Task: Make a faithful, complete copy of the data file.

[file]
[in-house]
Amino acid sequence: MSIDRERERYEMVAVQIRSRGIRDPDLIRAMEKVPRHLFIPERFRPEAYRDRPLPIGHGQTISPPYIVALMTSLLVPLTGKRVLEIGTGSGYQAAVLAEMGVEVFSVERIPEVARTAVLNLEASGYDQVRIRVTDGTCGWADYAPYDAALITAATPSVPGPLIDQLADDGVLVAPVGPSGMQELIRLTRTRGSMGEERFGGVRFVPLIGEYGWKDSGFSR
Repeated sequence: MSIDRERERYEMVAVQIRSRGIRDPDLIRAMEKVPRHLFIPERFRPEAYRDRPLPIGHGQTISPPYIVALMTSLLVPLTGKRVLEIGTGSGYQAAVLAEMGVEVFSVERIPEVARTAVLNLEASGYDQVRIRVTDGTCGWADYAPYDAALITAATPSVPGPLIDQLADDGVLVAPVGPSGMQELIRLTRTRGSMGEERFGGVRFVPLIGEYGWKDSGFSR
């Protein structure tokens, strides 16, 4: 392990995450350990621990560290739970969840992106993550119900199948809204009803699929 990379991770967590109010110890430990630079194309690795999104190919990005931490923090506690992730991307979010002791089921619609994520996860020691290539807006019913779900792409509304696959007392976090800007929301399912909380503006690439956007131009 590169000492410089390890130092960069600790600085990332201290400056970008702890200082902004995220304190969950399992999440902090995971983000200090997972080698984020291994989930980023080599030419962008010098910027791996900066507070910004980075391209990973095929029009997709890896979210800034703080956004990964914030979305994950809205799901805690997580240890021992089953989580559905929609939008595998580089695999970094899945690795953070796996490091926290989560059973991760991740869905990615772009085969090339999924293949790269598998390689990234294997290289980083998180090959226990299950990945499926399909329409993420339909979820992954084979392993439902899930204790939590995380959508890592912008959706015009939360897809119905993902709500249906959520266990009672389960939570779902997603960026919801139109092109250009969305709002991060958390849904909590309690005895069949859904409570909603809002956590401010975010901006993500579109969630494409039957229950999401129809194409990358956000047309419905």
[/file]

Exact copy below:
[in-house]
Amino acid sequence: MSIDRERERYEMVAVQIRSRGIRDPDLIRAMEKVPRHLFIPERFRPEAYRDRPLPIGHGQTISPPYIVALMTSLLVPLTGKRVLEIGTGSGYQAAVLAEMGVEVFSVERIPEVARTAVLNLEASGYDQVRIRVTDGTCGWADYAPYDAALITAATPSVPGPLIDQLADDGVLVAPVGPSGMQELIRLTRTRGSMGEERFGGVRFVPLIGEYGWKDSGFSR
Repeated sequence: MSIDRERERYEMVAVQIRSRGIRDPDLIRAMEKVPRHLFIPERFRPEAYRDRPLPIGHGQTISPPYIVALMTSLLVPLTGKRVLEIGTGSGYQAAVLAEMGVEVFSVERIPEVARTAVLNLEASGYDQVRIRVTDGTCGWADYAPYDAALITAATPSVPGPLIDQLADDGVLVAPVGPSGMQELIRLTRTRGSMGEERFGGVRFVPLIGEYGWKDSGFSR
């Protein structure tokens, strides 16, 4: 392990995450350990621990560290739970969840992106993550119900199948809204009803699929 990379991770967590109010110890430990630079194309690795999104190919990005931490923090506690992730991307979010002791089921619609994520996860020691290539807006019913779900792409509304696959007392976090800007929301399912909380503006690439956007131009 590169000492410089390890130092960069600790600085990332201290400056970008702890200082902004995220304190969950399992999440902090995971983000200090997972080698984020291994989930980023080599030419962008010098910027791996900066507070910004980075391209990973095929029009997709890896979210800034703080956004990964914030979305994950809205799901805690997580240890021992089953989580559905929609939008595998580089695999970094899945690795953070796996490091926290989560059973991760991740869905990615772009085969090339999924293949790269598998390689990234294997290289980083998180090959226990299950990945499926399909329409993420339909979820992954084979392993439902899930204790939590995380959508890592912008959706015009939360897809119905993902709500249906959520266990009672389960939570779902997603960026919801139109092109250009969305709002991060958390849904909590309690005895069949859904409570909603809002956590401010975010901006993500579109969630494409039957229950999401129809194409990358956000047309419905």